In a time of rapid physical development and profound emotional changes, the teenage years are the hardest period of a person’s life. Coupled with peer pressure, it can be a confusing and uncomfortable time which, in a lot of cases, leads to a lot of problems such as teenage pregnancy, suicide, bullying, depression, drug and alcohol use, and many more. Brendan Meyers is no stranger to these problems, having grown up with severe acne that caused him anxiety and stress when he looked at himself in the mirror. In today’s show, he tells the untold story of how fitness saved his life and how he overcame the things that were holding him back.
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Fitness Saved My Life (An Untold Story)
This is QuickTime Friday. I don’t know if you’re new here or you’ve been coming back for all the episodes and reading, but I suggest that you share this show with someone, or you go for a walk right now and prepare yourself because it is a story time. This is going to be ten minutes of powerful stuff that is led by passion. Let’s get it right into it. If you know me at all, I’ve been training and working out since I was 12, 13 years old. I remember I used to train beside my dad at LA Fitness in Boynton Beach, Florida. That is where I’m from.
I also used to train with one of my closest friends, Chris Gardner. After training, we used to then play some basketball. It was great time. I remember during that time of my life, I will also be training for something bigger, meaning not just bodybuilding or anything. I never was a bodybuilder, that was never my purpose. I wanted to train for a sport. I wanted to be the absolute hardest worker to ever live. I wanted people to recognize that. I wanted people to see that because I was hurting in my life.
For many of my teen years, I was hurting and I didn’t feel heard. I didn’t feel seen. I felt like this was the way. If people saw how hard I worked, they would want to work just as hard, and we would be one big happy family in the world. When I think about 12, 13 years old, when I was grinding, I was trying to figure it out. I wasn’t suicidal, I wasn’t depressed at this moment in time so much. I did have a lot of anxiety. I did go through a lot of different things. That’s where the journey began. Where fitness saved and transformed my life was when I was coming out of high school.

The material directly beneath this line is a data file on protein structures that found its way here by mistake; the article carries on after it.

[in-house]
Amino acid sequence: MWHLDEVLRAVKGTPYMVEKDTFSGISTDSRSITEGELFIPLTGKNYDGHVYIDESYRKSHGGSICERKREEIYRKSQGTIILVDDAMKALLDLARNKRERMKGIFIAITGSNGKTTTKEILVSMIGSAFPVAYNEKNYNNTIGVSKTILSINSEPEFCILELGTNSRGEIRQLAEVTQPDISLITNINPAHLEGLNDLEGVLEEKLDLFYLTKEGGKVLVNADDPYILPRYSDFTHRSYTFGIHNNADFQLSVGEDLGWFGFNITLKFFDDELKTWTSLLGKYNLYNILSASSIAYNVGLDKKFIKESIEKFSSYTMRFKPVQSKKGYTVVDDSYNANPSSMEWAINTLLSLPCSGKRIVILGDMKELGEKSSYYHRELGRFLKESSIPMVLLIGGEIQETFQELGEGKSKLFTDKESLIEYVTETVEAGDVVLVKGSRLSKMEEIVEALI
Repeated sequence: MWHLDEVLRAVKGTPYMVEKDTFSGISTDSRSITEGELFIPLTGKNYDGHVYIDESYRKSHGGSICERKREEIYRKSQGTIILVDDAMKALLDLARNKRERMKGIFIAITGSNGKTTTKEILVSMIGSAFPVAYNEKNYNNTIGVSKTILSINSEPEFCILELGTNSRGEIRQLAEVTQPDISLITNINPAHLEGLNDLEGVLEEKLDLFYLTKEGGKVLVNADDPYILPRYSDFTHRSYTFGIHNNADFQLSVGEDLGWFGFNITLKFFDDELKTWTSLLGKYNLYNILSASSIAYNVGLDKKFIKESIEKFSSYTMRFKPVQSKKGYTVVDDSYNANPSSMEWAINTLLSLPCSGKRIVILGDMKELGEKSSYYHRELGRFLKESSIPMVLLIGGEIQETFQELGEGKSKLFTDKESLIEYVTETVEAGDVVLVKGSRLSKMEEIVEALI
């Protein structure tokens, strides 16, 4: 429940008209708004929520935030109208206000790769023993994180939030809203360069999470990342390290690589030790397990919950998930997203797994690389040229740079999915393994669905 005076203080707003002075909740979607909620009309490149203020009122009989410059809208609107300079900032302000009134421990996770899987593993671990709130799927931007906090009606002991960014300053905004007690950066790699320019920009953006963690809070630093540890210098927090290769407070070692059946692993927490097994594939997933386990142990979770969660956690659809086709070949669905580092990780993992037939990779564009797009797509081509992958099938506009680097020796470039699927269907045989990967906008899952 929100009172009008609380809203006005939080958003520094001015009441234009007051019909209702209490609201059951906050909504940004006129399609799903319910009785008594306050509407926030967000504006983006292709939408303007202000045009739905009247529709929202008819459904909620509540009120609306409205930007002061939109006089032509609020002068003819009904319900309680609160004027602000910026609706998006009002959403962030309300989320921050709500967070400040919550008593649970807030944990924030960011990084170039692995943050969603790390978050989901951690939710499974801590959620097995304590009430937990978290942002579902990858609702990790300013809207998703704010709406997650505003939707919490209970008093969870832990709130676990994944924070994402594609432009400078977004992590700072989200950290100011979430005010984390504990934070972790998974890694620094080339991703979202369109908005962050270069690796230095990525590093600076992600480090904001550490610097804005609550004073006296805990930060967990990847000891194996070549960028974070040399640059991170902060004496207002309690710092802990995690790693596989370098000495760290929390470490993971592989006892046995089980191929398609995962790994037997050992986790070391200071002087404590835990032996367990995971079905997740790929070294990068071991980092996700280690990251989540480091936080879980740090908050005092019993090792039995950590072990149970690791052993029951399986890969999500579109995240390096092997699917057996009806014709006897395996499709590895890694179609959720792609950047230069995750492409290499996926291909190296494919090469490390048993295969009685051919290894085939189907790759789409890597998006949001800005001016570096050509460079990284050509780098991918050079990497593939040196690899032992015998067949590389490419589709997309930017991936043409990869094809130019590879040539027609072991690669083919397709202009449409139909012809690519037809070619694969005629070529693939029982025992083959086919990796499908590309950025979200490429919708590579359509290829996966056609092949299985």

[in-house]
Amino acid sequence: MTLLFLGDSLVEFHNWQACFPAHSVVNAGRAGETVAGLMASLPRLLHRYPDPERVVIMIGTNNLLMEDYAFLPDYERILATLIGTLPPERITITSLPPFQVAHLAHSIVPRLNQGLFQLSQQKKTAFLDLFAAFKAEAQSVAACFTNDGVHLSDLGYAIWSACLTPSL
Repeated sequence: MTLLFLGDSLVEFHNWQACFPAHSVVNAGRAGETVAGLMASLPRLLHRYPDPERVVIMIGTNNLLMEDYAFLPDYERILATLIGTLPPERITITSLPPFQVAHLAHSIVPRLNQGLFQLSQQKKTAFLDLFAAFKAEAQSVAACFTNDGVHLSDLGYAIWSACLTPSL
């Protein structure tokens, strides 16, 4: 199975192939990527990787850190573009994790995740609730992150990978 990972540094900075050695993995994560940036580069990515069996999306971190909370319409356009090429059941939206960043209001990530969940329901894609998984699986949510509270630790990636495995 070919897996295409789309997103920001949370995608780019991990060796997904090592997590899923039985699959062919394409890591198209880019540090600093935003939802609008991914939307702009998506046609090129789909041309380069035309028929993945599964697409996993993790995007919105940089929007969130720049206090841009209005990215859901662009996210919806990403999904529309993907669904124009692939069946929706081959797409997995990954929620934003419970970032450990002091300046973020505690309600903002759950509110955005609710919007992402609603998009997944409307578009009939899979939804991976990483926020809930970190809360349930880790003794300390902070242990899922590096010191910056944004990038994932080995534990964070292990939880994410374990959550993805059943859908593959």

Let me just into it. Between 12, 13, 14, 15, I had to dig deep. I had a lot of acne. I was having a lot of anxiety, I was stressed. I was tired of looking at myself in the mirror. I felt like I was the ugliest kid in the room, in school. Going into high school, I felt like shit. I was 119 pounds. I can get into this story another time because it’s significant how acne made me successful. That’s a book that I’m also writing at this time right now. 12, 13, 14, 15 was me about trying to train for something. It was football and wrestling. First, there was wrestling, then it was football.
The reason why I was doing it is because I knew that I had a lot of talent, I just didn’t trust my talent at the time. I thought, “Let me outwork everybody. Let me train with professionals. Let me learn from people.” I asked my dad, “Can I please train with this person?” I would also train in my house. There was something about the process that I fell in love with that I can’t even explain. I didn’t even know or recognize back then. I didn’t realize why I was doing what I was doing.
As I crossed into 15 and 16 years old, and I was finally starting to make the football team and I started to play a lot and to start, I fell even more in love with the process. I would train twice a day. I would drink 1,000-calorie shake in the morning and at night because I wanted to gain weight. That’s a story within itself, I’ll get into that another day. Sixteen and seventeen were some big years for me. As I was training with professionals, guys in the NFL and also in the NCAA Division 1 schools from University of Cincinnati, from Florida State University and local schools like Florida Atlantic University and FIU, Florida International University, I wanted to outwork everyone.
When I went on to 7-on-7 camps in South Florida, and I was playing football and I was trying to learn, but also be the best in my class, even though many guys go to the NFL and stuff, I knew one thing. I knew that if I outworked everybody, then my talent would eventually show itself and people would recognize me. At 16 to 17, I was playing good football in high school. I had some colleges starting to look at me and they were interested in me. I went to a camp when I was 17 or 18, right at the beginning of my senior year during springtime. I went up to Vanderbilt and the coaches loved how well I’m performing, the hard work I was showing, and the coach wanted to offer me a scholarship.